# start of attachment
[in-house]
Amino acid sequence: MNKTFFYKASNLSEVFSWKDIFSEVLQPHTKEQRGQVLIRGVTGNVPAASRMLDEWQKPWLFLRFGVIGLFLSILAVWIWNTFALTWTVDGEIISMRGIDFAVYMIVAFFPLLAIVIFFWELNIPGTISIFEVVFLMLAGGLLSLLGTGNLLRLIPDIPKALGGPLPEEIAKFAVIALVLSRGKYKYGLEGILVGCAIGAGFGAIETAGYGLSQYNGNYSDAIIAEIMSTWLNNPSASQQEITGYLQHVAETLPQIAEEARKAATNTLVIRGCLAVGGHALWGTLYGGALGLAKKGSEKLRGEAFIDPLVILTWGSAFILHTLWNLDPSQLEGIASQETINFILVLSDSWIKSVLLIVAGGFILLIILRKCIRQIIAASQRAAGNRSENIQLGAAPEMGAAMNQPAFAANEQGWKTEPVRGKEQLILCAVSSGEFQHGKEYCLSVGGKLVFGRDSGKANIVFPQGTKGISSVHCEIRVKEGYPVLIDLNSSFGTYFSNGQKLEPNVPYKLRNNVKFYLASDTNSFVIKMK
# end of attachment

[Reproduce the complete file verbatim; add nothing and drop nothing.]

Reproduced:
[in-house]
Amino acid sequence: MNKTFFYKASNLSEVFSWKDIFSEVLQPHTKEQRGQVLIRGVTGNVPAASRMLDEWQKPWLFLRFGVIGLFLSILAVWIWNTFALTWTVDGEIISMRGIDFAVYMIVAFFPLLAIVIFFWELNIPGTISIFEVVFLMLAGGLLSLLGTGNLLRLIPDIPKALGGPLPEEIAKFAVIALVLSRGKYKYGLEGILVGCAIGAGFGAIETAGYGLSQYNGNYSDAIIAEIMSTWLNNPSASQQEITGYLQHVAETLPQIAEEARKAATNTLVIRGCLAVGGHALWGTLYGGALGLAKKGSEKLRGEAFIDPLVILTWGSAFILHTLWNLDPSQLEGIASQETINFILVLSDSWIKSVLLIVAGGFILLIILRKCIRQIIAASQRAAGNRSENIQLGAAPEMGAAMNQPAFAANEQGWKTEPVRGKEQLILCAVSSGEFQHGKEYCLSVGGKLVFGRDSGKANIVFPQGTKGISSVHCEIRVKEGYPVLIDLNSSFGTYFSNGQKLEPNVPYKLRNNVKFYLASDTNSFVIKMK